3. Adrian Peterson, Minnesota Vikings (2007-present). You have seen him for six years. His lifetime achievements are still waiting to unfold. At present, Peterson is 33rd all-time in rushing. His 5.0 yards per carry bettered by only Brown on this list. His 99.4 yards per game 3rd best. AP won the 2012 rushing title by 484 yards over Alfred Morris. This coming off of knee surgery that had many fearing for his career. He has two rushing titles in six years. He was runner-up to LaDainian Tomlinson in his rookie year. Minnesota is 49-47-0 in those six years. Maybe some homer-bias, but his numbers hold out.
2. Barry Sanders, Detroit Lions (1989-98). Sanders was the most elusive player I have ever seen. He won four titles in his ten years (1990,94,95,97), three after his fifth season. He lost a title in 1991 by five yards. He got better with age. His final rushing title included an MVP award. He was honored as much for his demeanor as his feats. Sanders finished with a 5.0 average yards per carry, and 99.8 yards per game average, both 2nd on this list. He left the game when he was within reach of Payton's all-time record, still fully capable. Detroit's losing ways had returned and he did not want to be a part of another rebuild. Sanders takes a backseat to no one, except...
1. Jim Brown, Cleveland Browns (1957-65). Many fans never saw him play, including me. So how does he keep ending up atop a list such as this one? Try eight rushing titles in nine years. Or 5.2 yards per carry, or 104.3 yards per game. He was a three-time MVP. He won the 1958 title by 791 yards over Alan Ameche, setting a new NFL record by 95 yards over Spec Sanders of the defunct AAFC, with 1,527 yards. He broke his own record in 1963, by 336 yards, with an 1,863 yard effort that stood until Simpson broke in ten years later. That year he bear runner-up Jim Taylor by 845 yards, or nearly double. Further, in 1963 he averaged 6.4 yards per carry. His final season, his ninth, he won the title by 677 yards over rookie Gale Sayers. And that just scratches the surface of his greatness.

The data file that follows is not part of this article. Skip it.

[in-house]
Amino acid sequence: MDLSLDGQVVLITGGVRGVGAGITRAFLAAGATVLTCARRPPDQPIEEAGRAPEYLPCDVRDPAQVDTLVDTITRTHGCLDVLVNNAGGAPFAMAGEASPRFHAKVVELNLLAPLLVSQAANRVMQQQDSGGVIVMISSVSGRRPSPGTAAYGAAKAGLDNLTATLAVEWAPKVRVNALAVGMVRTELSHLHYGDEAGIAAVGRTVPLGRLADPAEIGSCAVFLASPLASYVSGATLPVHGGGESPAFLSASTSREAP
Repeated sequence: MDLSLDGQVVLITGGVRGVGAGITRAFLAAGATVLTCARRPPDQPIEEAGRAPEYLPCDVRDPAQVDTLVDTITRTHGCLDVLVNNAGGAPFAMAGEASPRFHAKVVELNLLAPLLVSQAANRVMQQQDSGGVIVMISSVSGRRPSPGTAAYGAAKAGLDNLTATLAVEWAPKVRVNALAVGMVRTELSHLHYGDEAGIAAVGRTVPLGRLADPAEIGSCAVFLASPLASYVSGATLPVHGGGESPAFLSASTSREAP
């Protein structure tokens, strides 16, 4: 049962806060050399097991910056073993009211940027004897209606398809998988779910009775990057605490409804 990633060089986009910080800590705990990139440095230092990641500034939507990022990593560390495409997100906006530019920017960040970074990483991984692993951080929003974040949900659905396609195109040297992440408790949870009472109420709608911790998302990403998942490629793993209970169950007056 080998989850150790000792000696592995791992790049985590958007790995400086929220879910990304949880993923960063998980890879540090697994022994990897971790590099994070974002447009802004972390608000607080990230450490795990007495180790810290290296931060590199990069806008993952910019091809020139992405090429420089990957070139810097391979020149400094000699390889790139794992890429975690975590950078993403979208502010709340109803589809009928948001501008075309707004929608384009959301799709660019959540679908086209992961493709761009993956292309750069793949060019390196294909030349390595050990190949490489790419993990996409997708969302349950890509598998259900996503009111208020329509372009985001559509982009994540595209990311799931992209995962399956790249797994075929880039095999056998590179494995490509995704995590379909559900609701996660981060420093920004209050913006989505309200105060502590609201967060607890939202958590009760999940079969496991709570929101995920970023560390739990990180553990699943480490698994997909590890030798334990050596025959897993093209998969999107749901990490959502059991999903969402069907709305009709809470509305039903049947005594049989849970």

There were serious absences from this list that deserve mention. All-time rushing leaders like: Curtis Martin, Tomlinson, Jerome Bettis, Tony Dorsett, Marshall Faulk, Edgerrin James, Marcus Allen, and Franco Harris to name a few. Other older generation rushing title holders like Steve Van Buren, a four-time title winner from the Philadelphia Eagles post-WW II. Or Joe Perry of the 49ers, the first to rush for 1,000 yard seasons back-to-back in 1953-54.
We will learn who is MVP in a short while. He will watch All Day's career unfold. But these are personal achievements, and should not outweigh the team matter at hand. This Saturday AP will once again have to prove to skeptics why a guy like me would value him so greatly.
AP Knows what it is all about...
or was that Bo.
My mother purchased a Nissan Maxima wagon when I was first eligible to drive in the early 1980s. It had fuel injection, and that was new. While it was far from cool to drive your mother's wagon, it was at least fast. And it had a feature of a woman's voice pointing out when the car door was open while the keys were in the ignition. It would state loudly, "The door is ajar."
My friends and I used this frequently to point out when doors were open, or the fact that a door can be a jar. I kept the saying over the years and use it still to point out open paths for students. For example, they could be failing but have the opportunity to pass if they complete missing work, and I will tell them that the 'door is ajar'. It works.
The Vikings have an open door. It is not very wide. They must beat the Rams today, and then somehow sweep both the Packers and the Texans, and then hope the Bears, Seahawks, or another front-runner, struggle. In addition, they need to finish ahead of the Cowboys and the Redskins, both have a similar 7-6 record. The Rams, 6-6-1, also carry minimized hope of a rare playoff possibility. They will be amped up for the game.
The combined record of Minnesota the last two seasons (2010-11) is 6-26. This year they are 7-6. The times are changing. Already Minnesota has moved above the Detroit Lions, early season darlings for the playoffs, and are eyeing the Bears in the division standings. Sadly, Minnesota could only split with Chicago this year, and that may end up being the cause for a playoff miss. Or the lack of ability to win on the road. Or both.
The list of teams to beat Minnesota is not laughable. The Colts, Redskins, Bucs, Seahawks, Bears, and Packers. The Tampa Bay loss being the toughest to swallow. Many of these teams will make the playoffs. Some will win in the playoffs. But as comforting as that is supposed to be, it is not. Minnesotans want more. They want the playoffs. They want good quarterbacking. They want wins.